Asked to reflect on her AAAS fellowship, Dr. Weaver turned the focus on her colleagues in the consortium. “I continue to be very impressed by the quality of investigators and the research being done by the ERCC. I mean really top people who are driving forward what I think is a tough problem.” She and fellow AAAS fellows Dr. Patton and Dr. Wong are, as Dr. Weaver pointed out, “just a small snapshot of fabulous investigators that are part of the consortium.”

Immunology 2016
Immunology 2016

Extracellular RNA was a hot topic of discussion at Immunology 2016, the annual meeting of the American Association of Immunologists (AAI), held at the Washington State Convention Center in Seattle, Washington May 13-17th, 2016. The National Cancer Institute (NCI) sponsored a symposium on “Extracellular RNA in the Immune System”, co-chaired by Dr. Kevin Howcroft (Division of Cancer Biology, Cancer Immunology, Hematology, and Etiology Branch, NCI) and K. Mark Ansel (University of California San Francisco – your faithful blogger). Four invited speakers presented and participated in lively discussion with an audience of gathered experts and curious newcomers to the field of extracellular RNA.

Dr. Gyongyi Szabo (University of Massachusetts) opened the symposium with a presentation of her laboratory’s work on extracellular vesicles and miRNAs in innate immune cell communication in the liver. Alcohol exposure induces liver inflammation, marked by release of pro-inflammatory cytokines and activation of myeloid cells, including Kupffer cells, the resident macrophages of the liver. In a mouse model, alcohol consumption increased expression of miR-155 in both macrophages and hepatocytes via TLR4 and NFκB-driven transcription. Inhibition or genetic deletion of miR-155 in this model blunted macrophage activation and cytokine production. Exosomes loaded with miR-155 mimetics could be delivered to hepatocytes and other liver cells to correct some of the defects observed in miR-155-deficient animals. Remarkably, endogenous miR-155 and miR-122 were elevated in serum collected after controlled “binge-drinking” in human study subjects, and these exosomes also conveyed information to cultured monocytes, altering their production of TNF and IL-1. Together these data suggest that extracellular communication between hepatocytes and innate immune cells via exosomal miRNAs regulates inflammation in response to alcohol consumption.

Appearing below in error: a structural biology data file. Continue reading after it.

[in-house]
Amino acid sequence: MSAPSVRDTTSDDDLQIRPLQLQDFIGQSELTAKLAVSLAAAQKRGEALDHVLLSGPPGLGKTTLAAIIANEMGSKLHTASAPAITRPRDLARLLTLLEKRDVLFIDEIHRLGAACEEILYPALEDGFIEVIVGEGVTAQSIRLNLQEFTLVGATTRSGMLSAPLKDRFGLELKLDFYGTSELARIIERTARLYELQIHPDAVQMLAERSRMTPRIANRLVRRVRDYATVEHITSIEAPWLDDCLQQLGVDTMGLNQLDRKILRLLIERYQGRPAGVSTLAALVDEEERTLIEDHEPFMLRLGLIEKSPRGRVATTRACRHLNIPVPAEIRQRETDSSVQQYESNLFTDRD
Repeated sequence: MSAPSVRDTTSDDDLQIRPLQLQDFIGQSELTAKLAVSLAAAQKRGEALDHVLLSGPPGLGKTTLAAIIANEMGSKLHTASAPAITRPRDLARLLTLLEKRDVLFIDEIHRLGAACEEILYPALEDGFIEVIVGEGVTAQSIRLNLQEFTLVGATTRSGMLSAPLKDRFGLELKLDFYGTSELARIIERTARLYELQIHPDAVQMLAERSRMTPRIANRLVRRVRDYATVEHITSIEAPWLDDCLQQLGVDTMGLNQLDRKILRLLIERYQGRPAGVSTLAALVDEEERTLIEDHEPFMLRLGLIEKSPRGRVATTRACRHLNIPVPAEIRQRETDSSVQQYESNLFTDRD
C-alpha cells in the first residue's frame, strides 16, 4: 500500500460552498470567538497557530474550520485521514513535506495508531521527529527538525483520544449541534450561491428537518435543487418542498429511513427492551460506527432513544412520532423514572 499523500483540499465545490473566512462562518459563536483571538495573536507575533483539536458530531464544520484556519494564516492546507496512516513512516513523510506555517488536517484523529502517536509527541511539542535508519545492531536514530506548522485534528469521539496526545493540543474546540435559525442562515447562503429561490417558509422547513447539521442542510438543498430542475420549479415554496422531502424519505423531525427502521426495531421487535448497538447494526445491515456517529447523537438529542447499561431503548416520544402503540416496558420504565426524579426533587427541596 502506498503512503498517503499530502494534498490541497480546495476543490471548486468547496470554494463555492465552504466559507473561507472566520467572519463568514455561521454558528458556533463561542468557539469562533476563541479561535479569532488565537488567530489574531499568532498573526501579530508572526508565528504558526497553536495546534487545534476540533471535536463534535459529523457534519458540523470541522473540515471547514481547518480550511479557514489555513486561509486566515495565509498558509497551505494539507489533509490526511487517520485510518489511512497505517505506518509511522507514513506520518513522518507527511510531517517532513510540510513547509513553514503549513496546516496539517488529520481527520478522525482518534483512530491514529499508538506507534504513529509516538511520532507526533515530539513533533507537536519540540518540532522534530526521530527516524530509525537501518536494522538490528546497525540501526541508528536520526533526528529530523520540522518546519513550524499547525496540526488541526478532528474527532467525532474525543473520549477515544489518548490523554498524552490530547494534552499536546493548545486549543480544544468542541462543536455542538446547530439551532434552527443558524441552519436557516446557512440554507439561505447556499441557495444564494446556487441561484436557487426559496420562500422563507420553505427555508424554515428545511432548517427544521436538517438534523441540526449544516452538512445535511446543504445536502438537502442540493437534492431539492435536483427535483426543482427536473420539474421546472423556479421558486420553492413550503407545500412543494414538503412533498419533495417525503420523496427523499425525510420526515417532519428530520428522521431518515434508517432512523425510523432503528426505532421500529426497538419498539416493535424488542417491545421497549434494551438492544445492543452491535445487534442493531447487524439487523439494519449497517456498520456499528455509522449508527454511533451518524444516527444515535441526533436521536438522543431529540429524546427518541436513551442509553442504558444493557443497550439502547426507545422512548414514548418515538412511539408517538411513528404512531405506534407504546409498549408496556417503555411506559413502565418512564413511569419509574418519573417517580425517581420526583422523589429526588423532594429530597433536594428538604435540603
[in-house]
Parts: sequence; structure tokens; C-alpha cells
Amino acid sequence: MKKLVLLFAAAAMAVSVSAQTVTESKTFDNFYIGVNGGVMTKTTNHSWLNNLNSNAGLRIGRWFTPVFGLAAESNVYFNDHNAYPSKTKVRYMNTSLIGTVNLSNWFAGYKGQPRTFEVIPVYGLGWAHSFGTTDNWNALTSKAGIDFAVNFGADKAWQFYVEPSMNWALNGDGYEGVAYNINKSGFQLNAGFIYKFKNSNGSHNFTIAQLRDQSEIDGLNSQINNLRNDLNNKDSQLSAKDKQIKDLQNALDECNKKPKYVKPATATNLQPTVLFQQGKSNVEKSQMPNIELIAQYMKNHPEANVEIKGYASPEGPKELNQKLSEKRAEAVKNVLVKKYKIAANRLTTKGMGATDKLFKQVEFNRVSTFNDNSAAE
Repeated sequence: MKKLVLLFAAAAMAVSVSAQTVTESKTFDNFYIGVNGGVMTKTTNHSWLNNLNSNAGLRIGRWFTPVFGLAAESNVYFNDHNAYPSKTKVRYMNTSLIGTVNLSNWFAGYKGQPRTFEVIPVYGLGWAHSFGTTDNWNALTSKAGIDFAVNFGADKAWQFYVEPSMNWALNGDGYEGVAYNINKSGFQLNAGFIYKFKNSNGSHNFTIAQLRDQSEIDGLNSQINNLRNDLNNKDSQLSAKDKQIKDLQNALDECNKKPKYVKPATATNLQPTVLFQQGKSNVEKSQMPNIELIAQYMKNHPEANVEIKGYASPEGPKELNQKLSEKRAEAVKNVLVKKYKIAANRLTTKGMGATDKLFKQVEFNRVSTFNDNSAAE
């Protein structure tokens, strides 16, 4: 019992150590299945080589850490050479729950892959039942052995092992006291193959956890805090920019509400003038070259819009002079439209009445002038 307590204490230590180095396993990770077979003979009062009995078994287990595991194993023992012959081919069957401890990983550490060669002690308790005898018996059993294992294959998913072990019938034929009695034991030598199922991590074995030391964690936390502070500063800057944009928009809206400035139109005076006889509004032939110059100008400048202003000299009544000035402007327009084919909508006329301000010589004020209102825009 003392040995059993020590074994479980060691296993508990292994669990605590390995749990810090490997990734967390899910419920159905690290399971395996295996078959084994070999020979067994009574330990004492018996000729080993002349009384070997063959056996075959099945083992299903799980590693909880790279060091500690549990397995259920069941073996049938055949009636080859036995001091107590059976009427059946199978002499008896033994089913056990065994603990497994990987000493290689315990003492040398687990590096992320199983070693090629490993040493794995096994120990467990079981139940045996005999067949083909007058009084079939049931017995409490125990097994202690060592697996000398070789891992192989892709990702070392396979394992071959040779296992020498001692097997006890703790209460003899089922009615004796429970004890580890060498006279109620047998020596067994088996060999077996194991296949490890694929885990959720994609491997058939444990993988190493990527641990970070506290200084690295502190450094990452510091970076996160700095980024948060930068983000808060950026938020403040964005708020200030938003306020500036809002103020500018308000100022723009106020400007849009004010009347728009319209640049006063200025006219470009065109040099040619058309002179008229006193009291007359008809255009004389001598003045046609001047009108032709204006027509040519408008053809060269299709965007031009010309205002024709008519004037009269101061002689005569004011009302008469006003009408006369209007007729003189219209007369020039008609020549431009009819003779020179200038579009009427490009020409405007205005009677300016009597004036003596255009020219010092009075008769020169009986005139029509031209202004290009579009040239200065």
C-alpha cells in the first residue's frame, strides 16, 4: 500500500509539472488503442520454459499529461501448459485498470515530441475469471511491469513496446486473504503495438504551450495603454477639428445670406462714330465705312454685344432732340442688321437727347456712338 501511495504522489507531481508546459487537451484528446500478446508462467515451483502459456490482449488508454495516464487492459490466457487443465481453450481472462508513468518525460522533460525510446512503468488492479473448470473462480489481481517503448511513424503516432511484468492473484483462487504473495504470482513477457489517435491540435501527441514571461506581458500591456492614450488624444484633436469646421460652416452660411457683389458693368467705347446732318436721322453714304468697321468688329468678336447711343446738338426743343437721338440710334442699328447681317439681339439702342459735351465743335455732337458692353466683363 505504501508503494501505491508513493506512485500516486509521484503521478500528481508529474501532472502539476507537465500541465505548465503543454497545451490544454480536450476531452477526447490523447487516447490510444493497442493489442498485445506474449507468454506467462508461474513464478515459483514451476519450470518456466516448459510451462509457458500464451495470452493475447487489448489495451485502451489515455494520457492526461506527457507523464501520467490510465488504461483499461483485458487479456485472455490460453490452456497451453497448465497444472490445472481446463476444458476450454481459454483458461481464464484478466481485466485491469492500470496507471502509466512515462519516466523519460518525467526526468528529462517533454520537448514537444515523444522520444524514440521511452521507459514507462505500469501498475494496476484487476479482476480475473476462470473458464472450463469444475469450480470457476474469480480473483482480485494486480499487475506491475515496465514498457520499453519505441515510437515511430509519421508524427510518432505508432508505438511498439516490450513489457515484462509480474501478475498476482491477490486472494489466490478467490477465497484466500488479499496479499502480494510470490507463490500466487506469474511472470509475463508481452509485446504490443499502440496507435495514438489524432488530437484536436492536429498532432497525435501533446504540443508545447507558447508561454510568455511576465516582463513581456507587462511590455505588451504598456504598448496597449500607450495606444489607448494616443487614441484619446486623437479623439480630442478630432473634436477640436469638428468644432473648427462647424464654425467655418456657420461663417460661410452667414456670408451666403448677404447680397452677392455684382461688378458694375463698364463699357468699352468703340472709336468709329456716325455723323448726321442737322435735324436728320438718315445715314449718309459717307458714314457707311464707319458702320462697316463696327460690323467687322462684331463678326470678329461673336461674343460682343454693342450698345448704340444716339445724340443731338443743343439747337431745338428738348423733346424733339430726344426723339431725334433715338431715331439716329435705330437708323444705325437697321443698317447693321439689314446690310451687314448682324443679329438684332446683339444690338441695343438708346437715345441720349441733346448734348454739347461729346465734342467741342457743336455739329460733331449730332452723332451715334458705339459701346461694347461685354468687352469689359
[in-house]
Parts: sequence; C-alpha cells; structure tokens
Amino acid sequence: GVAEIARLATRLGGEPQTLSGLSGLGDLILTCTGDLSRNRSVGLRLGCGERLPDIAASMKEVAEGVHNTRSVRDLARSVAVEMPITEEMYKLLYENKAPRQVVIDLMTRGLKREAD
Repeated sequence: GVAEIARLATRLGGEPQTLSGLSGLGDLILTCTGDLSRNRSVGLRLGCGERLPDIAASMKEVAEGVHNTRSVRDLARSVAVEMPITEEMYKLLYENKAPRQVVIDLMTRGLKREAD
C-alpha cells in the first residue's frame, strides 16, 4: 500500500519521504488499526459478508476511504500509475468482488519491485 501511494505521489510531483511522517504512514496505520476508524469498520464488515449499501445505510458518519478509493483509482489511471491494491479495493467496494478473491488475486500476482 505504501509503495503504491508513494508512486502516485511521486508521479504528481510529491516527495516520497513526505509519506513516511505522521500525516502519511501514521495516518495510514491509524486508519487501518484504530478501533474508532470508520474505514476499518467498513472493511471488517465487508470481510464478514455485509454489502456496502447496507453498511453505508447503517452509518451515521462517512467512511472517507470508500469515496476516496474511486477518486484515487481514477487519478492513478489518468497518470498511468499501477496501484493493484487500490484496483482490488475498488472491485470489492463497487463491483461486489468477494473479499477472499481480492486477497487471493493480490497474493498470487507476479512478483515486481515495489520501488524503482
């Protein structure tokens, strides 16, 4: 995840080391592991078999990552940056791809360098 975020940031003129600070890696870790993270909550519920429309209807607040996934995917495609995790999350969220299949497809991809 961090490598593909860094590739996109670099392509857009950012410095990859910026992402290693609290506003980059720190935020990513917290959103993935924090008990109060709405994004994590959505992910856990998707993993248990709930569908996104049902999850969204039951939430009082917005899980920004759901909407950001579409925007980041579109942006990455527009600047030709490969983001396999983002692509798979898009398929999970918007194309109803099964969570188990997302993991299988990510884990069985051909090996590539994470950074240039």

The theme of regulation of inflammatory responses by miRNA-containing exosomes was extended by Dr. Ryan O’Connell (University of Utah). His pioneering work on miR-155 and miR-146 demonstrated their opposing roles in inflammatory processes mediated by various cell types in several tissues and disease settings. Recent work in his laboratory showed that both of these miRNAs are released by bone-marrow-derived dendritic cells in a fashion dependent on Rab27 and neutral sphingomyelinase (N-SMase) activity, and that these miRNAs could be exchanged between cells separated by a filter that prevents cell-cell contact. Transferred miR-146a reduced recipient cells’ response to bacterial lipopolysaccharide, a classical innate immune stimulant in vitro and in vivo. In addition, transferred miR-155 was found to directly repress the 3’ UTR of target genes in recipient cells, supporting the possibility that functional miRNA transfer via exosomes could be used as a therapeutic modality for regulating inflammation. Getting these miRNAs to the right cell types in vivo remains an important challenge to bringing this technology to the clinic.

In addition to exosomes, high density lipoprotein (HDL) particles carry miRNAs and other extracellular RNAs in blood. Abnormal pro-inflammatory HDL is associated with systemic lupus erythematosus (SLE). Dani Michell (Vanderbilt University), a postdoctoral fellow in Kasey Vickers’ laboratory, discussed her work, conducted in collaboration with Amy Major’s laboratory, on miRNAs in HDL in SLE. HDL from subjects with SLE contained increased levels of miR-22-3p and miR-192-5p compared with HDL from healthy control subjects. Blocking miR-22 with locked nucleic acid inhibitors in vivo reduced spleen size and interferon production, and affected some clinical features in a mouse model of lupus. Experiments aimed at defining source and recipient cells in this system indicated that monocytes are much better than T lymphocytes at taking up HDL-associated miRNAs. It will be interesting to learn how HDL-associated miRNAs regain gene regulatory function in recipient cells.